He was later pictured with WAG Lizzie Cundy at the Good Morning Britain studios in London
Under the order, any assembly – a group of more than two people – linked to the Autumn Uprising is unlawful.
Protesters are set to continue defying the ban, with a group of breastfeeding mothers and babies going to the offices of Google and YouTube, and a rally at Trafalgar Square.
Environmental journalist and campaigner George Monbiot was aiming to get arrested at Trafalgar Square.
Julian Thompson from XR said: ‘We have been on the streets to demand that the Government produces a plan to deal with the climate and ecological emergency.
‘The Government’s silence is deafening, with no mention of it in the Queen’s Speech, which is their programme for government for the year.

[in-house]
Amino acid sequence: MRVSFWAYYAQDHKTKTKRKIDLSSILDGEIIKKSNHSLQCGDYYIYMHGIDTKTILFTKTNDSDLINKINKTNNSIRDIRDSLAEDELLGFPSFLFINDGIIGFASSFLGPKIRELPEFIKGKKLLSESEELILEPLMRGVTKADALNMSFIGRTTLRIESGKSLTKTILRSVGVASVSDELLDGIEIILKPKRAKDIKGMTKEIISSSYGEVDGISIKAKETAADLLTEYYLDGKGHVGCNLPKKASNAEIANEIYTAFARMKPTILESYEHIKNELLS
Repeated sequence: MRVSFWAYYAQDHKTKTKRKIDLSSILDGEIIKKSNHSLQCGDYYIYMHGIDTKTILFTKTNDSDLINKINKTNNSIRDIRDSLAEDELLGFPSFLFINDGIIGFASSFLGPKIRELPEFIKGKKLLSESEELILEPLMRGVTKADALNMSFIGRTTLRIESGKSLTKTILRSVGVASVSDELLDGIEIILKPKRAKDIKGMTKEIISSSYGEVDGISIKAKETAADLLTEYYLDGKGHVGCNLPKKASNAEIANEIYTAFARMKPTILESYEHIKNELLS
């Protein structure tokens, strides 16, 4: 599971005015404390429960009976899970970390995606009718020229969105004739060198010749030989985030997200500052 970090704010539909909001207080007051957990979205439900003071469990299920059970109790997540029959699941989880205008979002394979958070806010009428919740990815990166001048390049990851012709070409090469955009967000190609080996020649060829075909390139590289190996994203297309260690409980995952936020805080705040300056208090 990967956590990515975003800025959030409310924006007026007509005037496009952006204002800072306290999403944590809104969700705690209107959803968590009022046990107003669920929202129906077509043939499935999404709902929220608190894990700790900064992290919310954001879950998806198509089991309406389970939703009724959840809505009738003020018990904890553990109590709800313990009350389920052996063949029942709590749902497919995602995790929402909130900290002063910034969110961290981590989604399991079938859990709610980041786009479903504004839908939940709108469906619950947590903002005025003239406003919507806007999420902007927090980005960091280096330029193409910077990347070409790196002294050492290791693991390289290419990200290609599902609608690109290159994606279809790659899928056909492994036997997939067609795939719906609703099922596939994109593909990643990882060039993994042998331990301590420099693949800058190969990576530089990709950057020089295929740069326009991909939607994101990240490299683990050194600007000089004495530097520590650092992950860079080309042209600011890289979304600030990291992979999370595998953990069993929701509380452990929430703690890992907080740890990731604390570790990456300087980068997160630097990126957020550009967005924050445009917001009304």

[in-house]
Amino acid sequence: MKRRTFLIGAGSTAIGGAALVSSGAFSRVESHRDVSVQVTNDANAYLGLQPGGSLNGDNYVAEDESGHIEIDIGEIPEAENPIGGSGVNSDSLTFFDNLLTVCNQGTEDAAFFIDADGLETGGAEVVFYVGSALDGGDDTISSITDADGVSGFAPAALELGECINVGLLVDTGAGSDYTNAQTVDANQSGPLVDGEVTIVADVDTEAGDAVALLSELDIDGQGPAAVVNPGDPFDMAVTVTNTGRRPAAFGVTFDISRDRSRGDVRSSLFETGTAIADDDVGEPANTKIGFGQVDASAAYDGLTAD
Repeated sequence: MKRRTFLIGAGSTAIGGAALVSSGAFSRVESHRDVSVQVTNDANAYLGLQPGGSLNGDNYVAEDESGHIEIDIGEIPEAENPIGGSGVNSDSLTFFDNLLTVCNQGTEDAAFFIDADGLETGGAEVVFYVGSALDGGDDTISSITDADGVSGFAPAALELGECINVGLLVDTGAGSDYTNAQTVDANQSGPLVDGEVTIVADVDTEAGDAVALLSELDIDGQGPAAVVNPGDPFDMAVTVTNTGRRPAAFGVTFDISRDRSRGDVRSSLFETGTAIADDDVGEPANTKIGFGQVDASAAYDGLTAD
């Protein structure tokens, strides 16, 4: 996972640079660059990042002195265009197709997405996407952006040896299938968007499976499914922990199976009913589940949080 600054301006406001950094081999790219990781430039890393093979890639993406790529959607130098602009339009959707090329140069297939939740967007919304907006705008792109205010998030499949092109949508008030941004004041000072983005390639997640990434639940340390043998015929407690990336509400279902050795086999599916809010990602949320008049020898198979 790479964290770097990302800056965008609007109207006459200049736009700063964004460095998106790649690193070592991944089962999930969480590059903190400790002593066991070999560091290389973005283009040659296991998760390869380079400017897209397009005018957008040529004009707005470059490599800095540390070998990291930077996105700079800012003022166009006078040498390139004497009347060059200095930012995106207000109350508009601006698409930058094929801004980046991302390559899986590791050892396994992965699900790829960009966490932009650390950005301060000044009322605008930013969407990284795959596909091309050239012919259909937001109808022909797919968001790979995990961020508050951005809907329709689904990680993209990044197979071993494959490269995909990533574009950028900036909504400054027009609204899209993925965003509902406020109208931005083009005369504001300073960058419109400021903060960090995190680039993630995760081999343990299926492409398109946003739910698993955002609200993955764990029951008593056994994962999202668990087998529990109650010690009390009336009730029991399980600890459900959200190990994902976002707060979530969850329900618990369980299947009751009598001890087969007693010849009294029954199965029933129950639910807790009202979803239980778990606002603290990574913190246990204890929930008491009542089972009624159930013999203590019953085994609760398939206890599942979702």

‘At a time when it’s more important than ever to peacefully assemble and protest on these emergencies, we are now at risk of being silenced by the authorities.
‘This is a dangerous precedent. We need more democracy, not less.’
A Government spokesman said: ‘The UK is already taking world-leading action to combat climate change as the first major economy to legislate to end our contribution to global warming entirely by 2050.
‘While we share people’s concerns about global warming, and respect the right to peaceful protest, it should not disrupt people’s day-to-day lives.’
An Animal Rebellion activist is pictured outside the Bank of England on Monday on the seventh day of their ‘Autumn Uprising’ that has brought chaos to London